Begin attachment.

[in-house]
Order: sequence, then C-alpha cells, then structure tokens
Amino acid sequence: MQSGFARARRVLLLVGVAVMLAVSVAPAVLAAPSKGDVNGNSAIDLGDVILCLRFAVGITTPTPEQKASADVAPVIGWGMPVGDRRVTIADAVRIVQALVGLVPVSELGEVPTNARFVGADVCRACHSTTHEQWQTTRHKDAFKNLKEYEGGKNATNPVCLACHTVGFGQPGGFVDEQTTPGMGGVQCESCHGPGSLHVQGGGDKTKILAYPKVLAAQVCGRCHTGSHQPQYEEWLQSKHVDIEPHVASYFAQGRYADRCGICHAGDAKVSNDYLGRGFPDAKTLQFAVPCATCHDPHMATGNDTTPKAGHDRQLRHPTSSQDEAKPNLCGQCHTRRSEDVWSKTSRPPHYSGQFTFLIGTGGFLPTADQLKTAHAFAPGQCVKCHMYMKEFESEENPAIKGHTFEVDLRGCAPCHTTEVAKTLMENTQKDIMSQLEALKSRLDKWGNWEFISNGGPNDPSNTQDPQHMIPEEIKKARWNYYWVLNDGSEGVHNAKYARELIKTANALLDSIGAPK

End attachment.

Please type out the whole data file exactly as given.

[in-house]
Order: sequence, then C-alpha cells, then structure tokens
Amino acid sequence: MQSGFARARRVLLLVGVAVMLAVSVAPAVLAAPSKGDVNGNSAIDLGDVILCLRFAVGITTPTPEQKASADVAPVIGWGMPVGDRRVTIADAVRIVQALVGLVPVSELGEVPTNARFVGADVCRACHSTTHEQWQTTRHKDAFKNLKEYEGGKNATNPVCLACHTVGFGQPGGFVDEQTTPGMGGVQCESCHGPGSLHVQGGGDKTKILAYPKVLAAQVCGRCHTGSHQPQYEEWLQSKHVDIEPHVASYFAQGRYADRCGICHAGDAKVSNDYLGRGFPDAKTLQFAVPCATCHDPHMATGNDTTPKAGHDRQLRHPTSSQDEAKPNLCGQCHTRRSEDVWSKTSRPPHYSGQFTFLIGTGGFLPTADQLKTAHAFAPGQCVKCHMYMKEFESEENPAIKGHTFEVDLRGCAPCHTTEVAKTLMENTQKDIMSQLEALKSRLDKWGNWEFISNGGPNDPSNTQDPQHMIPEEIKKARWNYYWVLNDGSEGVHNAKYARELIKTANALLDSIGAPK